bowl with lard, rosemary, lilac onion and wooden spoon on jute
Food - Drink
The Best Type Of Lard For Baking (& Where You Can Find It)
Lard has become more associated with heart disease than good cooking, but this bad rep is undeserved. Lard is actually lower in saturated fat than some other products and performs tasks in the kitchen that other fats can't do half as well, and neutrally-flavored leaf lard makes amazing pastries that bakers won't want to miss out on.
What Is Leaf Lard?
Leaf lard comes from a leaf-shaped section of fat around the pig's kidneys and loin. Most processed lard is made up of miscellaneous fat from all over the pig, but leaf lard exclusively comes from this area, and is whiter, softer, and purer than any other type of lard, with a more neutral and less porky flavor.
How It's Made
To make your own leaf lard, go to a butcher and ask for pasture-raised pork leaf fat. You'll have to render it using a slow cooker or a Dutch oven, either on the stovetop or in the oven, then strain out small particles of solid pork at the end of the rendering process, which gives you a bonus snack of cracklings.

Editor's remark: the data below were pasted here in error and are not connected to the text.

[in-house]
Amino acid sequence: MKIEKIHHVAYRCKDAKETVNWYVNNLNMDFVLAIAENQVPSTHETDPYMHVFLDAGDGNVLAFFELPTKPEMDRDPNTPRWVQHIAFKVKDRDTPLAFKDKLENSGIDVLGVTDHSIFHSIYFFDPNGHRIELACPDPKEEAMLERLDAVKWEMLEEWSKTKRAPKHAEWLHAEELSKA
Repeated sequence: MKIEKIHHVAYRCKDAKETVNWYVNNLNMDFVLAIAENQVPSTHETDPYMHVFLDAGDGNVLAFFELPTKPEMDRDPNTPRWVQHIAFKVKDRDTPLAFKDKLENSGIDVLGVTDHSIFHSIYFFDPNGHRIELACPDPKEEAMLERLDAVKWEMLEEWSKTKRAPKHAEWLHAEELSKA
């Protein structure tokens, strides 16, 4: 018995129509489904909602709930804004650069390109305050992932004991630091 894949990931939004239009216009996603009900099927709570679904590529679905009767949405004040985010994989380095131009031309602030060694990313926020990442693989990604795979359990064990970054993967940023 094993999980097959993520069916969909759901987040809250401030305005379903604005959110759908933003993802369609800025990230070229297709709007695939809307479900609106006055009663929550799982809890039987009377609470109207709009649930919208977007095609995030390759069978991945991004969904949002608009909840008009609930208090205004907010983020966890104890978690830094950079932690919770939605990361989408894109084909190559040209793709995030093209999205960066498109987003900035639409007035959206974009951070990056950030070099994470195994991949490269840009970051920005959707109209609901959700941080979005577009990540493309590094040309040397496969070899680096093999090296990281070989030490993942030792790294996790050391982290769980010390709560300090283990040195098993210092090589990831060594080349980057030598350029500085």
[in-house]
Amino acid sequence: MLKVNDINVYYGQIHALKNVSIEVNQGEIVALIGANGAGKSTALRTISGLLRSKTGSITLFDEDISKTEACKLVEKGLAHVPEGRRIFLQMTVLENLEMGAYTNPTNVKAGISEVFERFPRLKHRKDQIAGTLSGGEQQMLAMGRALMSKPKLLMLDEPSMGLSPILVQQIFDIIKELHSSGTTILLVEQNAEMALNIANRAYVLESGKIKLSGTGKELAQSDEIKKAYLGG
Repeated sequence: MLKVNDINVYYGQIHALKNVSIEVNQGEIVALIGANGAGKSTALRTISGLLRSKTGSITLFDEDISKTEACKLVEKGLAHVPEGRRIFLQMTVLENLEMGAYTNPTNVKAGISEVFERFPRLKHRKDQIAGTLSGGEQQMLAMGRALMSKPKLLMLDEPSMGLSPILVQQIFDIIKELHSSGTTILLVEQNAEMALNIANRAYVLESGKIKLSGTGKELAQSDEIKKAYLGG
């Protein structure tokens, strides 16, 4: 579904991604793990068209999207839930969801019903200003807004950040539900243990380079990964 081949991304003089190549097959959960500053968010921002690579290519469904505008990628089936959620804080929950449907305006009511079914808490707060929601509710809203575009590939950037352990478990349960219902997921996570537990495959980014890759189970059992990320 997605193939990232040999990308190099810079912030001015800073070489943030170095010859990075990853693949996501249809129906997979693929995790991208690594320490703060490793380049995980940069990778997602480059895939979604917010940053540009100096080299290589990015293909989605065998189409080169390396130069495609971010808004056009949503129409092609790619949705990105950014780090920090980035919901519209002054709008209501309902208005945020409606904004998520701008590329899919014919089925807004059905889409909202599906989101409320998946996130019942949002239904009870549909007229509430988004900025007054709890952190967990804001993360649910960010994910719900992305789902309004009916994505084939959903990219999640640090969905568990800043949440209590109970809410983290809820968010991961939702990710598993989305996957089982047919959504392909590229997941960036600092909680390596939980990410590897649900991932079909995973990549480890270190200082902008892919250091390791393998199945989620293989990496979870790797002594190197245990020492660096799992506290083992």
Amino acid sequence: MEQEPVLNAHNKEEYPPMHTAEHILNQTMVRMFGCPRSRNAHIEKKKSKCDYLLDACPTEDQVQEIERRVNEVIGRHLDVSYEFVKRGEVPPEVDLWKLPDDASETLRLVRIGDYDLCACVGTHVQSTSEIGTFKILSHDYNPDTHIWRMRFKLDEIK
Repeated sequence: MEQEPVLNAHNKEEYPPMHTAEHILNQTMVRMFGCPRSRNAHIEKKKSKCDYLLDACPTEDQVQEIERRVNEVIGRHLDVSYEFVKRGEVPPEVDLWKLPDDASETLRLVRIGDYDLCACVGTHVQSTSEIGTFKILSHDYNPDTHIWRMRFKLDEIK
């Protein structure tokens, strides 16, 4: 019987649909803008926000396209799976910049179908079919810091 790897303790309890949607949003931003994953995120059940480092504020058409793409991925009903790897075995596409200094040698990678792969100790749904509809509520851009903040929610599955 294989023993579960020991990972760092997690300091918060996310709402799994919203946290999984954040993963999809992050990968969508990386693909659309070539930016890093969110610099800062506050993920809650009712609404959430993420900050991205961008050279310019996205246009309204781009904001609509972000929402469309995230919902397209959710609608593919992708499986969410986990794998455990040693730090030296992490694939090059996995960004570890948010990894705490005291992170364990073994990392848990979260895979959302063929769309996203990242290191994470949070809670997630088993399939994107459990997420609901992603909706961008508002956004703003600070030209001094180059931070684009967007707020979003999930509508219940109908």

The best leaf lard should be odorless and flavorless, bringing nothing but a crispy texture to the table. This is what bakers need to create a sweet, crisp, and flaky pastry with almost no pork flavor, but if you want to create something savory like a meat pie, other kinds of lard or even bacon grease will do.
How To Use
Lard is best used in recipes that require flaky crusts or lamination, like pie or biscuits. Lard is far more solid than butter and less prone to melting, so when worked into a dough, it's sure to leave tiny pockets of fat throughout the pastry that will melt and puff up in the oven, for a perfectly flaky treat with far less effort.